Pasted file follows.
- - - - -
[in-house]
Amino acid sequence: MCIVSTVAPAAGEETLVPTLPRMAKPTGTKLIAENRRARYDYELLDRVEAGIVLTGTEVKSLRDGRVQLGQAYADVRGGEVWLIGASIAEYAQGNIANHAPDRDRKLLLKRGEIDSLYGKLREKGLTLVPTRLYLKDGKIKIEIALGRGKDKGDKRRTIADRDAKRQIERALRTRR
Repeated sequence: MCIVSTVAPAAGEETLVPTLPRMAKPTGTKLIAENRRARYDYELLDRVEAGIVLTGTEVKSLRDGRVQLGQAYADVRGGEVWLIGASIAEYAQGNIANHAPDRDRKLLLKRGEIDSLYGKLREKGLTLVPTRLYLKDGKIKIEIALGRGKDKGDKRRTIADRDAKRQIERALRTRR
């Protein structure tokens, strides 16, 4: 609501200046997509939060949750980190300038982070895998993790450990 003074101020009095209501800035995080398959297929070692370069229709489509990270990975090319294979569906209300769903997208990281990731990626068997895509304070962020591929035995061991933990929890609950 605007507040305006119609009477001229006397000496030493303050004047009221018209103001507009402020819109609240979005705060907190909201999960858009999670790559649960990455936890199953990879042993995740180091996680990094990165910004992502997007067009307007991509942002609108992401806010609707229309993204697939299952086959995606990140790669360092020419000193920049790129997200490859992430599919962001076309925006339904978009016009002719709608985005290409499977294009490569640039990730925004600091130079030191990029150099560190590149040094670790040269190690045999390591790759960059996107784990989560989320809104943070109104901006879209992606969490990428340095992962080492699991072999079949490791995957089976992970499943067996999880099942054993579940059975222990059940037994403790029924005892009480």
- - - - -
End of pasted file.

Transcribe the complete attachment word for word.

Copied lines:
[in-house]
Amino acid sequence: MCIVSTVAPAAGEETLVPTLPRMAKPTGTKLIAENRRARYDYELLDRVEAGIVLTGTEVKSLRDGRVQLGQAYADVRGGEVWLIGASIAEYAQGNIANHAPDRDRKLLLKRGEIDSLYGKLREKGLTLVPTRLYLKDGKIKIEIALGRGKDKGDKRRTIADRDAKRQIERALRTRR
Repeated sequence: MCIVSTVAPAAGEETLVPTLPRMAKPTGTKLIAENRRARYDYELLDRVEAGIVLTGTEVKSLRDGRVQLGQAYADVRGGEVWLIGASIAEYAQGNIANHAPDRDRKLLLKRGEIDSLYGKLREKGLTLVPTRLYLKDGKIKIEIALGRGKDKGDKRRTIADRDAKRQIERALRTRR
């Protein structure tokens, strides 16, 4: 609501200046997509939060949750980190300038982070895998993790450990 003074101020009095209501800035995080398959297929070692370069229709489509990270990975090319294979569906209300769903997208990281990731990626068997895509304070962020591929035995061991933990929890609950 605007507040305006119609009477001229006397000496030493303050004047009221018209103001507009402020819109609240979005705060907190909201999960858009999670790559649960990455936890199953990879042993995740180091996680990094990165910004992502997007067009307007991509942002609108992401806010609707229309993204697939299952086959995606990140790669360092020419000193920049790129997200490859992430599919962001076309925006339904978009016009002719709608985005290409499977294009490569640039990730925004600091130079030191990029150099560190590149040094670790040269190690045999390591790759960059996107784990989560989320809104943070109104901006879209992606969490990428340095992962080492699991072999079949490791995957089976992970499943067996999880099942054993579940059975222990059940037994403790029924005892009480």